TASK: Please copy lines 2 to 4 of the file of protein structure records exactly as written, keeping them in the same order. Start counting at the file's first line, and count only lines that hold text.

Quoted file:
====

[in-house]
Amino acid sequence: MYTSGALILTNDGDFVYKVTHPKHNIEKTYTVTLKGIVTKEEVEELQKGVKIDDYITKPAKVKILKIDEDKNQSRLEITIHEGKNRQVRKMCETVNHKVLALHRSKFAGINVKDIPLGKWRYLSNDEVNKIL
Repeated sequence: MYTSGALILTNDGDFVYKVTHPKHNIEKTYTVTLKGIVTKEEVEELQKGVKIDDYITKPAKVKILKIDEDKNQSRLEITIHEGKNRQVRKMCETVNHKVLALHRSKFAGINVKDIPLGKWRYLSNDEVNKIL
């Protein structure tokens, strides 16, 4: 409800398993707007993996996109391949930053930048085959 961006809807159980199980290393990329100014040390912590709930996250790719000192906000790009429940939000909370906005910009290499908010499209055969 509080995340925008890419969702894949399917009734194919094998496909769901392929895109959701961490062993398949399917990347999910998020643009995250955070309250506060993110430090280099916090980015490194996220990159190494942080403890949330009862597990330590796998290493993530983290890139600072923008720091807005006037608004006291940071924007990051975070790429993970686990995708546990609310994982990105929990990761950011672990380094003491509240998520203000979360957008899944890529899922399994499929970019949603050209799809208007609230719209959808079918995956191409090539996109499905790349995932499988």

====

Amino acid sequence: MYTSGALILTNDGDFVYKVTHPKHNIEKTYTVTLKGIVTKEEVEELQKGVKIDDYITKPAKVKILKIDEDKNQSRLEITIHEGKNRQVRKMCETVNHKVLALHRSKFAGINVKDIPLGKWRYLSNDEVNKIL
Repeated sequence: MYTSGALILTNDGDFVYKVTHPKHNIEKTYTVTLKGIVTKEEVEELQKGVKIDDYITKPAKVKILKIDEDKNQSRLEITIHEGKNRQVRKMCETVNHKVLALHRSKFAGINVKDIPLGKWRYLSNDEVNKIL
């Protein structure tokens, strides 16, 4: 409800398993707007993996996109391949930053930048085959 961006809807159980199980290393990329100014040390912590709930996250790719000192906000790009429940939000909370906005910009290499908010499209055969 509080995340925008890419969702894949399917009734194919094998496909769901392929895109959701961490062993398949399917990347999910998020643009995250955070309250506060993110430090280099916090980015490194996220990159190494942080403890949330009862597990330590796998290493993530983290890139600072923008720091807005006037608004006291940071924007990051975070790429993970686990995708546990609310994982990105929990990761950011672990380094003491509240998520203000979360957008899944890529899922399994499929970019949603050209799809208007609230719209959808079918995956191409090539996109499905790349995932499988």